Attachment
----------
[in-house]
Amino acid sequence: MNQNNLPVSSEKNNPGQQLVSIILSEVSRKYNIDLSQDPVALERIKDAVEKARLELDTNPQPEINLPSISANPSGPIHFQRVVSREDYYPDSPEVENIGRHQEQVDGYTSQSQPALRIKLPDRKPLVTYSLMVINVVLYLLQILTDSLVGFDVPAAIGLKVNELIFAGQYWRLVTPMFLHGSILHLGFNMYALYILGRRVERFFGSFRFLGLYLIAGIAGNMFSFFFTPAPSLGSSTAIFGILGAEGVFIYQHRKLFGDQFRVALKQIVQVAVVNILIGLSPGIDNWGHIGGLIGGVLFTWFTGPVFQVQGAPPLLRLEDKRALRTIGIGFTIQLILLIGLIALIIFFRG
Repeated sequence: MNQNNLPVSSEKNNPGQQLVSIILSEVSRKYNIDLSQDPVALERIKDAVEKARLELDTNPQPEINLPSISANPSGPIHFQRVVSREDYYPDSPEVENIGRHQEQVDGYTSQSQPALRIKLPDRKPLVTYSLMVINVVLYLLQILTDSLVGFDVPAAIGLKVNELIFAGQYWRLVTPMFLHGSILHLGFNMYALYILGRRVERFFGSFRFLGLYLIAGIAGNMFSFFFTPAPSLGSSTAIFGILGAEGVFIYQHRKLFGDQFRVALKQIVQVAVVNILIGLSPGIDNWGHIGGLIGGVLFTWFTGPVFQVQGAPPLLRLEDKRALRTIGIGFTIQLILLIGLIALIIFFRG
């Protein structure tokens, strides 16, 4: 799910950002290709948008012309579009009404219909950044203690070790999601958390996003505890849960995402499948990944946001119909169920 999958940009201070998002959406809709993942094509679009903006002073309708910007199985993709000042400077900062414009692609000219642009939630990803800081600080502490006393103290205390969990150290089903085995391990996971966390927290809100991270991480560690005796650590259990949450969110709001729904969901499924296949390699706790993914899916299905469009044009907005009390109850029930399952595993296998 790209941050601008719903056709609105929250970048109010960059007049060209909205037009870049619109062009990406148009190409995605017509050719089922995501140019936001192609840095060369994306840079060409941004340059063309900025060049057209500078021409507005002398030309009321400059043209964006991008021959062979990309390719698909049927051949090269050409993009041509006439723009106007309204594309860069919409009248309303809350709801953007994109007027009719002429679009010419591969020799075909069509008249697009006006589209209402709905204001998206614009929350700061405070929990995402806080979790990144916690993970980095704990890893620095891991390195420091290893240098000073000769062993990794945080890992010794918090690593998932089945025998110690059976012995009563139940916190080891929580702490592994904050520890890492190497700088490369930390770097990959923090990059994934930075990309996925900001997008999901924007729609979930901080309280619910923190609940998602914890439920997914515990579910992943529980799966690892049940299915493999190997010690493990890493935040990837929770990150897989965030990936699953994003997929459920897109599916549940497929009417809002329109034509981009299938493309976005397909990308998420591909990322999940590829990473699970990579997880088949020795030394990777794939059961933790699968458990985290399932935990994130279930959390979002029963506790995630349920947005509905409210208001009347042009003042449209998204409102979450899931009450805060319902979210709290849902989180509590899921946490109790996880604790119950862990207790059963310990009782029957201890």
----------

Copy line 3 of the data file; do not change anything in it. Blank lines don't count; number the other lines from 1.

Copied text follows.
Repeated sequence: MNQNNLPVSSEKNNPGQQLVSIILSEVSRKYNIDLSQDPVALERIKDAVEKARLELDTNPQPEINLPSISANPSGPIHFQRVVSREDYYPDSPEVENIGRHQEQVDGYTSQSQPALRIKLPDRKPLVTYSLMVINVVLYLLQILTDSLVGFDVPAAIGLKVNELIFAGQYWRLVTPMFLHGSILHLGFNMYALYILGRRVERFFGSFRFLGLYLIAGIAGNMFSFFFTPAPSLGSSTAIFGILGAEGVFIYQHRKLFGDQFRVALKQIVQVAVVNILIGLSPGIDNWGHIGGLIGGVLFTWFTGPVFQVQGAPPLLRLEDKRALRTIGIGFTIQLILLIGLIALIIFFRG